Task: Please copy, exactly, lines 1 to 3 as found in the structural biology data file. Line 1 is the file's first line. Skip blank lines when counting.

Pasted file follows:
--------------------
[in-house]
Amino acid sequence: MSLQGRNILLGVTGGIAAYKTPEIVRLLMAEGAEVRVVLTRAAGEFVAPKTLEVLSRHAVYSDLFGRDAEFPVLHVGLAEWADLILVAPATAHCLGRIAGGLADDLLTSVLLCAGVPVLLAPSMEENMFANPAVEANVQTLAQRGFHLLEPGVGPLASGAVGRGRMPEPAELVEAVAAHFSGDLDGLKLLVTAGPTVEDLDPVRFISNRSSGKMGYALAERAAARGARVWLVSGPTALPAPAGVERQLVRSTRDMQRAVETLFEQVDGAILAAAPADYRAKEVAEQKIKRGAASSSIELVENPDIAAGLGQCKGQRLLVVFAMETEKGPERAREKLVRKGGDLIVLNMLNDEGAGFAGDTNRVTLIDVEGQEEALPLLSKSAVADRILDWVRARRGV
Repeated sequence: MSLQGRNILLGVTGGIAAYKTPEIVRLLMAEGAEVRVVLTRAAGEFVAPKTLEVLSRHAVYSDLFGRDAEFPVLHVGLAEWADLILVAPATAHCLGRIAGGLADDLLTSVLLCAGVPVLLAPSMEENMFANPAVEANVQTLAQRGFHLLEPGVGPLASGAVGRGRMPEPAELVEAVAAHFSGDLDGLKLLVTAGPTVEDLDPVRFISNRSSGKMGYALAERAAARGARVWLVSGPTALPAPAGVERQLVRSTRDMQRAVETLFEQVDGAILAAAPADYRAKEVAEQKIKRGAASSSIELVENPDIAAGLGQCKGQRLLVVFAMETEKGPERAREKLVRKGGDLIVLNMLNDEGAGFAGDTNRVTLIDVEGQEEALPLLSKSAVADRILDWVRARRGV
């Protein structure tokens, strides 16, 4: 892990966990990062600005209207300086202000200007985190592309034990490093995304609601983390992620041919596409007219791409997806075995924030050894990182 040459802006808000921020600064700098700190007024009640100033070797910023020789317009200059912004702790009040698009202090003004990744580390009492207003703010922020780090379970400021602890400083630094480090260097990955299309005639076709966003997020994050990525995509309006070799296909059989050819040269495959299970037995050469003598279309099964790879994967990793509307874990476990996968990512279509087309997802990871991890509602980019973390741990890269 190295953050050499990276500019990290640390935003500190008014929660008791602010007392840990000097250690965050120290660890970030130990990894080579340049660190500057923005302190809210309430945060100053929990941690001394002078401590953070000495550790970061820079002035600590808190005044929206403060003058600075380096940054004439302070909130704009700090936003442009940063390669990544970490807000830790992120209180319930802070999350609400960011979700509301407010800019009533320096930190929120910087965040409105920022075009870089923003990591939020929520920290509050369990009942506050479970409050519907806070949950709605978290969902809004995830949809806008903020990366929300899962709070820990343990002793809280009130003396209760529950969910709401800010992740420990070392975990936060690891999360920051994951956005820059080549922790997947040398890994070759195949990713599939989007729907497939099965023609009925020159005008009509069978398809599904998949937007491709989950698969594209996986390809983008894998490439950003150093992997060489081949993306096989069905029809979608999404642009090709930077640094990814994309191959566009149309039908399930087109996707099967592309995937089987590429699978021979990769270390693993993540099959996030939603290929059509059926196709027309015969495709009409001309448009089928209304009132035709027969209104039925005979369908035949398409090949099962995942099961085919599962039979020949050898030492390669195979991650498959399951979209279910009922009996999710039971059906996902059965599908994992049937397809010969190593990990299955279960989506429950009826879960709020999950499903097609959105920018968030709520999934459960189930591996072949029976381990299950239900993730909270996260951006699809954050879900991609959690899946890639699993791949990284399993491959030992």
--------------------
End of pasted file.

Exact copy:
[in-house]
Amino acid sequence: MSLQGRNILLGVTGGIAAYKTPEIVRLLMAEGAEVRVVLTRAAGEFVAPKTLEVLSRHAVYSDLFGRDAEFPVLHVGLAEWADLILVAPATAHCLGRIAGGLADDLLTSVLLCAGVPVLLAPSMEENMFANPAVEANVQTLAQRGFHLLEPGVGPLASGAVGRGRMPEPAELVEAVAAHFSGDLDGLKLLVTAGPTVEDLDPVRFISNRSSGKMGYALAERAAARGARVWLVSGPTALPAPAGVERQLVRSTRDMQRAVETLFEQVDGAILAAAPADYRAKEVAEQKIKRGAASSSIELVENPDIAAGLGQCKGQRLLVVFAMETEKGPERAREKLVRKGGDLIVLNMLNDEGAGFAGDTNRVTLIDVEGQEEALPLLSKSAVADRILDWVRARRGV
Repeated sequence: MSLQGRNILLGVTGGIAAYKTPEIVRLLMAEGAEVRVVLTRAAGEFVAPKTLEVLSRHAVYSDLFGRDAEFPVLHVGLAEWADLILVAPATAHCLGRIAGGLADDLLTSVLLCAGVPVLLAPSMEENMFANPAVEANVQTLAQRGFHLLEPGVGPLASGAVGRGRMPEPAELVEAVAAHFSGDLDGLKLLVTAGPTVEDLDPVRFISNRSSGKMGYALAERAAARGARVWLVSGPTALPAPAGVERQLVRSTRDMQRAVETLFEQVDGAILAAAPADYRAKEVAEQKIKRGAASSSIELVENPDIAAGLGQCKGQRLLVVFAMETEKGPERAREKLVRKGGDLIVLNMLNDEGAGFAGDTNRVTLIDVEGQEEALPLLSKSAVADRILDWVRARRGV